Hidden Intellectualism was written by Gerald Graff. Graff starts off by stating his opinion on whether being “street smart” as opposed to “book smart” is not necessarily a bad thing. In further reading, he goes on to describe why he feels this way. When he entered college, he wasn’t much of a reader. But when he did choose to read it was something sports related, most times a sports magazine. To most educators, reading magazines isn’t where they believe a student will learn. However, if you look at the flip side of things, we have to consider that regardless if it is a magazine or a book, the student is still reading and using other tools to gain knowledge. The author states, “Give me the student anytime who writes a sharply argued, sociologically acute analysis of an issue in Source over the student who writes a lifeless explication of Hamlet or Socrates’ Apology.” This quote simply explains that students can thrive in becoming better writers and better critical thinkers if only they were reading something that is of more interest to them and something that they can apply to everyday life. I think every student reading this right now can relate. For example, Dracula is a much better read then most of the other nonsense English professors require.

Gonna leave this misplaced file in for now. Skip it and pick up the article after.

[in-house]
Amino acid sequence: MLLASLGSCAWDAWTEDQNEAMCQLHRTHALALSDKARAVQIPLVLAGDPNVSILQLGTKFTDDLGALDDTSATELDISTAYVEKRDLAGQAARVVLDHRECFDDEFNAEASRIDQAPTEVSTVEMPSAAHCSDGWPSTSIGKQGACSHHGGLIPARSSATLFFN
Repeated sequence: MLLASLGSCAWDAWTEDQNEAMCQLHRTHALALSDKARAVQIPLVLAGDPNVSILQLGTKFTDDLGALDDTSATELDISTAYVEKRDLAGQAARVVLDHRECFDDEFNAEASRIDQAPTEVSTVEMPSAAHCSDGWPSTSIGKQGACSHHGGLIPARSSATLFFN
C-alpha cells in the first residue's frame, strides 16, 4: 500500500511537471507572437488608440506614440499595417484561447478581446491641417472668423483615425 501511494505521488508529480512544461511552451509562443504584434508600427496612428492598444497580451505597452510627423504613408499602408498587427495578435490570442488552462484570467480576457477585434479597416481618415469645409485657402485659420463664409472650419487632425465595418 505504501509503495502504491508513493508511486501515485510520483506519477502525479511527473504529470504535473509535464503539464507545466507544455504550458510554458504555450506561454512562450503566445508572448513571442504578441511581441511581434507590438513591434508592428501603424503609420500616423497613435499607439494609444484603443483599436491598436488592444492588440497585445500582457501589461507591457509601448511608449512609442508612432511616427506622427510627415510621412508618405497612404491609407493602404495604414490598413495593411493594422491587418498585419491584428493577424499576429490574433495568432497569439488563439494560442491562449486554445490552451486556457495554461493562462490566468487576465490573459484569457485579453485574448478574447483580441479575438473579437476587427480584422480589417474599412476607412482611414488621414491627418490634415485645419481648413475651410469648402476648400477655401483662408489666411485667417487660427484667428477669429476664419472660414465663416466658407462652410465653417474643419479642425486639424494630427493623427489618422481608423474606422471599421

While reading this article, I was sitting on my couch watching TV. I was in the middle of texting a friend as well. I was very distracted but also interested so I turned the TV off and put my phone on silent facing down. The text was an easy read, I did have to reread a few parts just to grasp what exactly Graff was saying and the point he was trying to make. I highlighted a few things, such as the quote I used to summarize some of the article. Highlighting key points and interesting opinions that Graff shared made it a lot easier to summarize because normally I’d forget and have to reread the whole thing!